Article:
Picture books, juvenile books, and young adult books that portray persons with disabilities have made great strides in the last thirty years. Many negative stereotypes in youth literature have been replaced by accurate, honest portrayals of individuals with intellectual and/or physical disabilities. Unfortunately the majority of the characters, both in the protagonist role and in supporting roles, in the books with positive representations of disability are not depicted as racially or ethnically diverse. This study is a content analysis of both the descriptions of characters in the texts of books and the illustrations (if applicable) in all three categories - picture, juvenile, and young adult - to find the intersections between characters with a disability and his/her race or ethnicity. The gender of the characters with a disability will also be noted. Many of the books in this study have been awarded the Schneider Family Book Award, an award given annually by the American Library Association to authors or illustrators of books with artistic expression of disability, and/or the Dolly Gray Children’s Literature Award, awarded every even year to an author and/or illustrator to recognize positive portrayals of people with developmental disabilities.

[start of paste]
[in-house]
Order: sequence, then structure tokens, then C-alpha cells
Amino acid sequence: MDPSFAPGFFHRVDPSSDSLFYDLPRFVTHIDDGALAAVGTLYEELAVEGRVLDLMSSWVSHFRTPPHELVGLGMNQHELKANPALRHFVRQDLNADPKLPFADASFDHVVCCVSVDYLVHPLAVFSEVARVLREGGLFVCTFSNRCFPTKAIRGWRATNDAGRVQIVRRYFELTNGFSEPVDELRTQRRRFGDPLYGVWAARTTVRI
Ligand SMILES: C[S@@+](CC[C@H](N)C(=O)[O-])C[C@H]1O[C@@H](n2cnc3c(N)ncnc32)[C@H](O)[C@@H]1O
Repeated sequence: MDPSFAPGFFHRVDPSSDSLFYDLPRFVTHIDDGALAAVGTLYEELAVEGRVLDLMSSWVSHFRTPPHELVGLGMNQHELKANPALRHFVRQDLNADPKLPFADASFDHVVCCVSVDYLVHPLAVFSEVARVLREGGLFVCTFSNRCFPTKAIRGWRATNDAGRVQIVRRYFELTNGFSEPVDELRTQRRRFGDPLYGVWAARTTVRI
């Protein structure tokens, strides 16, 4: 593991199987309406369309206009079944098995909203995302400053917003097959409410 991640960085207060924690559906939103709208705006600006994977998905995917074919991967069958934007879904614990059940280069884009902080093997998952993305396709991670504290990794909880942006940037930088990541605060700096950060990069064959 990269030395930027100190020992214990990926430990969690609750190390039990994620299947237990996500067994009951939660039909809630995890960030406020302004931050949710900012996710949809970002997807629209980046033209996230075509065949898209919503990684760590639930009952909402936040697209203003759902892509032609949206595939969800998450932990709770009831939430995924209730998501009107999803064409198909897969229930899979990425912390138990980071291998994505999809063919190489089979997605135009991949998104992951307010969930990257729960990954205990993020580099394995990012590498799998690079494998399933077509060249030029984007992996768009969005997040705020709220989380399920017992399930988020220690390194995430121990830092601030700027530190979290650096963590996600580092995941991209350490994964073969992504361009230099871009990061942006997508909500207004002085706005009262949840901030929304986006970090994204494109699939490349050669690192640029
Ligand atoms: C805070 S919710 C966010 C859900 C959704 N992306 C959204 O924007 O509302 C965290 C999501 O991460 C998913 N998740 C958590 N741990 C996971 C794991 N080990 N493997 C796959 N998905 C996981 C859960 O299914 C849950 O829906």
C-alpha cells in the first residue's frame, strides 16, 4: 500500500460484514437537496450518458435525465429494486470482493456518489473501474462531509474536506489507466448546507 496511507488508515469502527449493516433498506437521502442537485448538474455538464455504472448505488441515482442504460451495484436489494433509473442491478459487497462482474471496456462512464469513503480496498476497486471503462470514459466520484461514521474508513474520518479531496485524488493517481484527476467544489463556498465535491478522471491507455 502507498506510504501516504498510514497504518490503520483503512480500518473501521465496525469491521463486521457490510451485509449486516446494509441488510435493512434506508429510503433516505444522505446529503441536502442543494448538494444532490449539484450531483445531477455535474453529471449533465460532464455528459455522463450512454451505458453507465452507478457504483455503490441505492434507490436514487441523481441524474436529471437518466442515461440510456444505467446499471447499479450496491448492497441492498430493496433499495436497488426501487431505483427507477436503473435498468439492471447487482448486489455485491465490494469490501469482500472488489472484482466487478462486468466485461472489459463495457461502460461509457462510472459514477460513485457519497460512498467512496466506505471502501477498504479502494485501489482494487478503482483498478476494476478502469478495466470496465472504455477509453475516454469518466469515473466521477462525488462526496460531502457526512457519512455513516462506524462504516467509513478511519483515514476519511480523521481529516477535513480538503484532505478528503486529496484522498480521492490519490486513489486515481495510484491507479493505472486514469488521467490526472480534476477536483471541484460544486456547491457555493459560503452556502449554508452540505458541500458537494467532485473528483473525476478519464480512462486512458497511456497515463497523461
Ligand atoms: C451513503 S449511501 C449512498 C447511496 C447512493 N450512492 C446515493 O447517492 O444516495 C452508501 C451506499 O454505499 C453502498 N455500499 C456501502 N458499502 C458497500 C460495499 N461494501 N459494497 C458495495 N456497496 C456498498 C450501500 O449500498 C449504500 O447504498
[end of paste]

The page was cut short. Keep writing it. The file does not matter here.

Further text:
This poster was orginally presented at the Discerning Diverse Voices: Symposium on Diversity at the University of Alabama, March 2016.
Diversity research, young adult, picture books, juvenile literature
Collection Development and Management | Library and Information Science
Pate, J. L. (2016). Inclusion and Representation Matter: Homogeneity in Youth Literature with Dis(Abled) Characters. Retrieved from https://ir.una.edu/libfacpresentation/1